On the 14th of June, members from communities of various backgrounds and ages came together as one to highlight the ongoing issue and problem of homelessness in Belfast. A sleep-out event, which was organized by 100 Help the Homeless, took place in Belfast city centre to raise awareness of the homelessness issue. Members from different charities and individuals from communities took part in the sleep-out which went from 12 O’clock on Sunday afternoon to 8 O’clock on Monday morning, getting attention from citizens of Belfast who saw it – with many curiously asking questions about the charity, the issue and what can be done to solve it.
During the day a stall was setup outside Belfast city hall where many people had the chance to find out what was going on and what the event was all about. This was great to spread awareness and inform the public upon the ongoing problem in the city. The organizers of the event put a lot of time and effort into making the event a success. From speaking to them both, Kyle Heffernan and Joanne McLarnon, it was clear that homelessness was an issue that stands close to their heart. They wished to carry on from last years successful sleep out which took place in the grounds of Belfast City Hall.
It must be made known that the attention given to this event by local news outlets and city authorities was very limited in comparison to last year’s event. However this did not deter the committed attendees taking part. A lot of members of the sleep-out were homeless themselves and able to let the rest of us know what life on the harsh streets is really like. Some of the stories were difficult to fathom, let alone listen to. It was a painful truth for me to bare that for those poor people there was no luxury of going back to a warm bed to sleep in as there was for me. This is a sad reality that millions face around the world unfortunately.
There are a lot of people in our societies who are unaware of the true extent of the homelessness issue here in Belfast and also around the world. There are still a lot of misconceptions and misconstrued opinions of what causes homelessness and how the problem itself can be solved. Many a time have I come across the phrase “It’s their fault they’re homeless!”, “They ruined their lives by becoming addicted to alcohol and drugs!” and “Why can’t they just get a job and contribute to society!”. To these strong, but uninformed, statements there is an answer – many research studies show that “addiction arises after people lose their homes”. ( National Coalition for the Homeless, July 2009). The problem of homeless people getting a job is self perpetuated by the general attitudes of employers that homeless people are no good, troublemakers. It is only together through understanding the problem and getting first hand experience that we can tackle the stigma and defeat it.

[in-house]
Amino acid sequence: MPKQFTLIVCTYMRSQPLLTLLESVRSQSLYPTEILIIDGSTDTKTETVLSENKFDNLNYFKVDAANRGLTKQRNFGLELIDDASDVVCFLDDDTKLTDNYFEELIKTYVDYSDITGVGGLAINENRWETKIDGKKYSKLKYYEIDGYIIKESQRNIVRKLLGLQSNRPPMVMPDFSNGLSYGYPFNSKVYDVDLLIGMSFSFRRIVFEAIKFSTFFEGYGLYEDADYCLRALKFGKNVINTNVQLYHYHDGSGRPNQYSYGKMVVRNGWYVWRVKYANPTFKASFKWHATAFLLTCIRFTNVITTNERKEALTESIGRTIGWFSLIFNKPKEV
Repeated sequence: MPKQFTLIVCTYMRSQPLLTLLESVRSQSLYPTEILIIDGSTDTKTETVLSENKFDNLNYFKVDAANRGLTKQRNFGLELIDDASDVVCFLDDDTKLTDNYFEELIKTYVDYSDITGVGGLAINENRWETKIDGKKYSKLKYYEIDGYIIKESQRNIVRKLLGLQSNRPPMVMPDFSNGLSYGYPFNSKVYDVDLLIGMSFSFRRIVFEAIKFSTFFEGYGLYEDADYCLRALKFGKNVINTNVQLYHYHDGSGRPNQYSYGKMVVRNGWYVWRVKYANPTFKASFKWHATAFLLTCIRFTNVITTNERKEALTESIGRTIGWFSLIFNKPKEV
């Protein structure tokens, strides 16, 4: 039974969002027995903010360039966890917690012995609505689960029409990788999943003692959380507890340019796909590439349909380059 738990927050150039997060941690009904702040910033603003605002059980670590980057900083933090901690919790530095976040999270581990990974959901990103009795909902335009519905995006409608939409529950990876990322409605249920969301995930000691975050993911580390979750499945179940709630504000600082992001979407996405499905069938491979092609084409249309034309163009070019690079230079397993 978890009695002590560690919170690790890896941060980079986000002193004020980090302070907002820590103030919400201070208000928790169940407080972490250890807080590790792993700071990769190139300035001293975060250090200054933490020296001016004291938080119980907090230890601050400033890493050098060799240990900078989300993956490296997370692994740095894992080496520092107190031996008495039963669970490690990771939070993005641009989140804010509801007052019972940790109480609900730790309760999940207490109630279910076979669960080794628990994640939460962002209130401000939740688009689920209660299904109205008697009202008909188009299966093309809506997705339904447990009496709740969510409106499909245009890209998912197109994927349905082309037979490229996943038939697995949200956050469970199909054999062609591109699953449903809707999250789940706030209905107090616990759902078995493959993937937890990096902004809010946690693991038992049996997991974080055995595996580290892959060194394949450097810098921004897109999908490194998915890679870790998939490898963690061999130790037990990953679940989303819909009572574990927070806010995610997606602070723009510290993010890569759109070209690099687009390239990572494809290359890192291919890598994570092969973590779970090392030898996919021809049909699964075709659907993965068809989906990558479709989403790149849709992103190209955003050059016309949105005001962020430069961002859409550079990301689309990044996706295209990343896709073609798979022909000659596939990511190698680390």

When I first took part in helping out at a Help 4 Homeless soup kitchen in Belfast I was very surprised to see, not only the amount of homeless but also the age range of the kind of people who find themselves living on the streets. To add to the problem, now with the Tory government continuing to cut back on welfare reform and increase the power of the private sector in the UK, we can only be bound to seeing more people on the streets if appropriate action is not taken.
Many of the people involved in charities which organise soup kitchens, organise events to raise awareness or simply try to help other people in general rarely get given the recognition that they rightfully deserve. I, personally, would like to say a big thank you to all those people who are working hard together to fix these problems and give them the honest recognition that they deserve. You are the heroes of society.
If it were not for the people who go out, week in and week out, and look to help people who have found themselves in dire and unplanned situations like being homeless then things would be so much worse for the individuals who have to go through it. During my time with Help 4 Homeless Belfast and 100 Help The Homeless I have realized that not only is the soup kitchen and similar environments a place for people to get a well needed bite to eat but also a place where they can go, in peace, to talk to people who genuinely care about them, the kind of problems they face in everyday life and give compassion and conversation to the them as the human beings that they are and not some form of unfortunate statistic. This type of work is priceless and we must never forget that homeless people are just as human and vulnerable as we are. It is just a roll of the dice to whether or not you too could become homeless.
On the 27th of June a fundraiser is being held by Help 4 Homeless Belfast which will take place at the Fountain Bar. All money raised will be used to shelter and feed the homeless people of Belfast and there will be an auction and a raffle of various goods, such as household items, which have been donated in order to raise funds for the people who need it most.
To end the article I would once again like to reiterate my admiration for the people working hands on, on the streets to eradicate the homelessness problem here in Belfast, and around the world. One by one we will conquer the problems our society has transpired and build a freer, happier and more compassionate one as we march forwards to a future of peace and prosperity for all.